When it comes to long and healthy lives, residents of the UK have increased significantly in the last few decades.
Statistics from the Office for National Statistics show that life expectancy changes in recent years have shown men are catching up to women, who have historically lived longer because of biological advantages and safer lifestyles.
Improvements in life expectancy have slowed in recent years but it has risen dramatically since the 1970s.
Women live longer than men all over the world for various reasons – among them, that oestrogen naturally lowers cholesterol so puts females at a lower risk of heart diseases and stroke.
Women also tend to be more health-conscious so less likely to put off getting medical help and, in the past, traditionally worked in less dangerous jobs.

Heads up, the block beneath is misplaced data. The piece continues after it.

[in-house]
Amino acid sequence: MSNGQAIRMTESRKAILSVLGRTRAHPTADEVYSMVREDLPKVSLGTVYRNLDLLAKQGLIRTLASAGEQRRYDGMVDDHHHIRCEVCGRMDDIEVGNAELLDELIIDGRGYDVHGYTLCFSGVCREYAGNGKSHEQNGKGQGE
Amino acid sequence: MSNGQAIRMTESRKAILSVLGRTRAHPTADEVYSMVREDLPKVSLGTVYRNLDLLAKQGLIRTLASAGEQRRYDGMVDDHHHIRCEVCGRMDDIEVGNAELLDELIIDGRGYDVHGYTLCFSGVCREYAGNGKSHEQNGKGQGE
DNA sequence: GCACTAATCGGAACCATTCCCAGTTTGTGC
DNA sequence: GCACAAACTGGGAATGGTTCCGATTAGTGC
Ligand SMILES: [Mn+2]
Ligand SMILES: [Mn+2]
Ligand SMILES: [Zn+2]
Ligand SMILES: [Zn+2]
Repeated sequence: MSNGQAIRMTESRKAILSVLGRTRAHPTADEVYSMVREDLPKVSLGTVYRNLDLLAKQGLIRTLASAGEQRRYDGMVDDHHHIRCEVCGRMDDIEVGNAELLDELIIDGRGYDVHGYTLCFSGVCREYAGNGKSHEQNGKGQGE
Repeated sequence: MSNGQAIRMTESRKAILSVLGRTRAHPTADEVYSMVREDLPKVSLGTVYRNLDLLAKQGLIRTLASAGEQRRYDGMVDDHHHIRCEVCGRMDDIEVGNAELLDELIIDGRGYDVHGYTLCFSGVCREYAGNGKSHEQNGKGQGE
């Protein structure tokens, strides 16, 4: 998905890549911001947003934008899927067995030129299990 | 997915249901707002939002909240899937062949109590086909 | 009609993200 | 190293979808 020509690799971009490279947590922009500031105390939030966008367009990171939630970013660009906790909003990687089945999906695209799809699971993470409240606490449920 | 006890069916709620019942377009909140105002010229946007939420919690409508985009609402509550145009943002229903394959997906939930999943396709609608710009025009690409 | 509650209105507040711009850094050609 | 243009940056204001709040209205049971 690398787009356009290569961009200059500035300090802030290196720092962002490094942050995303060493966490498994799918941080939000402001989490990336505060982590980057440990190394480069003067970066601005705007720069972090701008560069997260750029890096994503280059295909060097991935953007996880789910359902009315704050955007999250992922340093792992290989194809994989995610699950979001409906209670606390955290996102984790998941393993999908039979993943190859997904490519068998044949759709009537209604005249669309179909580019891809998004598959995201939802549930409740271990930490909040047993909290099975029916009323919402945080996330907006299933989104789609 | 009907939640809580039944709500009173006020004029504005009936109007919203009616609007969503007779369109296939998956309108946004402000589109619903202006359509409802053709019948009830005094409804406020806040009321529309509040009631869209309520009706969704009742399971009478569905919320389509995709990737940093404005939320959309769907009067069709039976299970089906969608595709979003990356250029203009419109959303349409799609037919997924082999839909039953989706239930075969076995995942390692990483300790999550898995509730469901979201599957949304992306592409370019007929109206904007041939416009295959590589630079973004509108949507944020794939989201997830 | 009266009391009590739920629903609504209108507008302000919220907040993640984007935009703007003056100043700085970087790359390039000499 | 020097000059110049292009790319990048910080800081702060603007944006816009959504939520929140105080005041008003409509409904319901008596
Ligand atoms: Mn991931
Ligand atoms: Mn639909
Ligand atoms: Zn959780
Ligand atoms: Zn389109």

Expectancy improvements are slowing down, recent data has shown, after decades of gains brought on by medical advances, falling smoking rates and improvements in public and workplace health and safety.
“There is no simple answer to why life expectancy growth is moving at a slower pace than a decade ago,” David Sinclair, director of the International Longevity Centre UK think-tank said.
“Some argue government austerity, or the social care crisis are to blame, others point to a slowdown in improvements to certain age-related diseases.
“But underneath these headline rates lies another much deeper and more urgent scandal – the vast inequalities in life expectancy.
“The most deprived group of men live nine fewer years than the least deprived. And despite living less long, this group spends more time in poor health.”